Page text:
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Trey Grayson: We Must Not Let Partisan Bickering Be Downfall of Immigration Reform

This column is written by Trey Grayson, Northern Kentucky native, former Kentucky Secretary of State and current director of the Institute for Politics at Harvard University. The column originally appeared at KY Forward.

Despite living in a 50-50 nation, the majority of Americans agree on one major issue – the need for meaningful immigration reform. We have an outdated, rigid system in dire need of reform. It is refreshing to see this issue once again in the spotlight with congressional leaders from both parties. We have an opportunity now to reform the system in a way that works for both the U.S. economy and the immigrants wishing to come to the U.S. to live out the American dream.

I have spent the last several years as part of the academic community and have had an up-close view of the incredible shortcomings of our current immigration system. America educates and trains thousands of foreign-born students who, in turn, are subject to a rigid and complicated visa system, often having to wait years to gain access to this country.

We have invested a great deal of time, energy and money on these students, yet we have no choice but to send them back to their home countries due to our outdated immigration system. This isn’t a problem with Harvard graduates; the same is true for the University of Kentucky, the University of Louisville and other universities.

There are literally thousands of high-skilled jobs in the United States that need to be filled so our economy can start moving again. Unfortunately, our universities have a deficit of science, technology, engineering and math graduates who are able to take on these roles.

We need these foreign-born students to come and fill the gaps. If we don’t allow them to live and work here for U.S. companies, there is no doubt they will move to another country and work for a competing company.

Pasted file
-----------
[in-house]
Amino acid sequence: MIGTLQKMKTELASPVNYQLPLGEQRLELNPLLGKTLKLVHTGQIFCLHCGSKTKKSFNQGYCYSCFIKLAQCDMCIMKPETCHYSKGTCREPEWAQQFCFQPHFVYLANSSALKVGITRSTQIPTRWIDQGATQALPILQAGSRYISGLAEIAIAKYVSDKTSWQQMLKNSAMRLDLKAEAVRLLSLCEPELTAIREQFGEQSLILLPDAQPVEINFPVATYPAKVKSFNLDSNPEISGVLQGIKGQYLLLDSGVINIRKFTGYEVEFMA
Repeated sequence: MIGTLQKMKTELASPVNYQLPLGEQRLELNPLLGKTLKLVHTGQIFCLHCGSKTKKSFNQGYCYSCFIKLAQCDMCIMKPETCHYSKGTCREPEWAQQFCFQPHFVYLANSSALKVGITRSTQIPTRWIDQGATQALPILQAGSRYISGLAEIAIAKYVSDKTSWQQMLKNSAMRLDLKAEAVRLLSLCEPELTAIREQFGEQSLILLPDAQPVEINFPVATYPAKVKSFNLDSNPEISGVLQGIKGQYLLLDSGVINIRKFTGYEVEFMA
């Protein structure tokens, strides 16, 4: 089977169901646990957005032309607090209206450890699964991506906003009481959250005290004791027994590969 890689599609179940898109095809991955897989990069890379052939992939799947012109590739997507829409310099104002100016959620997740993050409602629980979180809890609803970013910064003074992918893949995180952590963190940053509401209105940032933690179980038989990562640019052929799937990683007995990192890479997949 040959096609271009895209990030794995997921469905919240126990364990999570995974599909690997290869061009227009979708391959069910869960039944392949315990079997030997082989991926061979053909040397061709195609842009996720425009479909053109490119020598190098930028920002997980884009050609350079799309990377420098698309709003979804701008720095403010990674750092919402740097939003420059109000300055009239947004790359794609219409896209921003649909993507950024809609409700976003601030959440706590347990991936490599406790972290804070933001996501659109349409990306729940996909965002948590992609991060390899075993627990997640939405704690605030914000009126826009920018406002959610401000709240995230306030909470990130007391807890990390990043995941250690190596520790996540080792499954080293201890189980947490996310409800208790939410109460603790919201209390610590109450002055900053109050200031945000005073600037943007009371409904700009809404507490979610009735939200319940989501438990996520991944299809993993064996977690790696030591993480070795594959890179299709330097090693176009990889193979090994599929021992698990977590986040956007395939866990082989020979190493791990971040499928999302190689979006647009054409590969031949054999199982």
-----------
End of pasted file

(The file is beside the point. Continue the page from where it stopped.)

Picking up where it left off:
Among these foreign-born students graduating from American colleges, a large number are innovators and entrepreneurs. According to a study done by the Partnership for a New American Economy, immigrants are twice as likely to start new businesses, and economists agree that startups create the vast majority of American jobs. However, these jobs disappear if the graduate cannot get a visa to stay and keep the business running in the U.S. If we do not reform our immigration system, we will continue to lose out on thousands of new jobs every year.

These are just a few examples in which our current immigration system is failing our economy. The good news is that both sides of the aisle recognize the need for reform. The bipartisan Gang of Eight, which includes U.S. Sen. Marco Rubio, R-Fla., recently proposed sensible solutions to modernize the system. Each day, more and more members of Congress are coming forward with encouraging words of support for meaningful immigration reform.

But we have seen a very similar opportunity take a turn for the worse in past years. We cannot let partisan bickering be the downfall of this reform that is so desperately needed. I believe we can and have found common ground on this important issue.

If you agree, join me to encourage our members of Congress to step up and improve our nation’s immigration laws.

Written by Trey Grayson

Photo: Trey Grayson and Michael Monks, editor & publisher of The River City News/RCN file


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